Roehampton War Memorial Restored To Former Glory

thanks to battling war vet and council's cleaning contractors

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Local resident and D-Day veteran John Hughes

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The memorial, which stands on Roehampton Heath at the top of Medfield Street, on land managed by the Wimbledon and Putney Commons Conservators, honours the men of Roehampton who fought and died in the First World War.

In recent years its carved stonework had become stained and tarnished by the elements – but in time for this year's Remembrance Sunday ceremony, it has been cleaned up and brought back to its former glory thanks to the kind work of Connaught the council's cleaning contractors. Connaught have also very generously agreed to continue keeping the memorial looking spic-and-span following discussions with the town hall.

The council became aware that the memorial needed attention thanks to local resident and D-Day veteran John Hughes, who approached the housing department to ask if they could help restore the monument.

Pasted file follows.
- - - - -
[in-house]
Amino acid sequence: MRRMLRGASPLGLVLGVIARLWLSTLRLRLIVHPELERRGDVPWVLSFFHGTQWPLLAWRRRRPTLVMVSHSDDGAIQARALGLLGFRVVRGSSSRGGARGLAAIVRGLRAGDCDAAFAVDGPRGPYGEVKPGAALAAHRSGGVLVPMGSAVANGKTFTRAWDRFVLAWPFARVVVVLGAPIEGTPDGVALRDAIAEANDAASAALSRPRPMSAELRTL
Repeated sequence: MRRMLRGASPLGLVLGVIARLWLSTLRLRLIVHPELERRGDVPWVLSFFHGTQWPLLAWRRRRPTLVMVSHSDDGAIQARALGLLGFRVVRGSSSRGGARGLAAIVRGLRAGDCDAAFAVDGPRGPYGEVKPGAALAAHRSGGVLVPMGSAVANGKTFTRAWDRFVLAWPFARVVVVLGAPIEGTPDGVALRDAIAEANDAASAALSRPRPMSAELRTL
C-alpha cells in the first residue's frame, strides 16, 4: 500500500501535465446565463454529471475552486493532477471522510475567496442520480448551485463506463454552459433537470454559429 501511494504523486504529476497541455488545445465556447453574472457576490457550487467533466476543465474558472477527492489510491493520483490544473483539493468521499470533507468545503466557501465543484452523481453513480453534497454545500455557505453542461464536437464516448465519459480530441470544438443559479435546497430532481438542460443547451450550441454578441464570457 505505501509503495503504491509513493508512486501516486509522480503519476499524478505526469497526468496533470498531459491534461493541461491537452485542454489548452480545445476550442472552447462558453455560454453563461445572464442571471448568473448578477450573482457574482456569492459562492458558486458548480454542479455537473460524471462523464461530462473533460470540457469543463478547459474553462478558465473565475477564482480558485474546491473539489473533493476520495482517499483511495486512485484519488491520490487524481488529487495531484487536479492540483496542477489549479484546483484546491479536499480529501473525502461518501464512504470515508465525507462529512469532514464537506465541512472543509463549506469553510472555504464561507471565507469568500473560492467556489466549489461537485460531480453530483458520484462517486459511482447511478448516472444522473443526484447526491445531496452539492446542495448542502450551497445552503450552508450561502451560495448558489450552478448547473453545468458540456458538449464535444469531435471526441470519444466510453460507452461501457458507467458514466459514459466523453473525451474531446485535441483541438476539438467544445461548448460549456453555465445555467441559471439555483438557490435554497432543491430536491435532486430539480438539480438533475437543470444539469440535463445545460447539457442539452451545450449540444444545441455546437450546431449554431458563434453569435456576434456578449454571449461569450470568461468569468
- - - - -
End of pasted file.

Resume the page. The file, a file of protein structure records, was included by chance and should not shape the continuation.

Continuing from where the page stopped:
Mr Hughes, who is a tenant of the council, was just 18-years-old when he took part in the Normandy landings on June 6, 1944. He was attached to a unit driving DUKW amphibious vehicles onto 'Sword' beach.

The DUKW, which quickly became known to the forces as 'The Duck', was a six wheeled vehicle used to transport men and materials onto the beaches and played a pivotal role in the success of the invasion.

Wandsworth's executive member for housing Cllr Martin D Johnson paid tribute both to Mr Hughes and to Connaught for their efforts. He said
"This important memorial commemorating the brave men of Roehampton who gave their lives in the First World War has been utterly transformed.
It is thanks to the hard work and determination of Mr Hughes and the generosity of our contractors Connaught that have brought this about. The community owes them a great debt."

November 14, 2008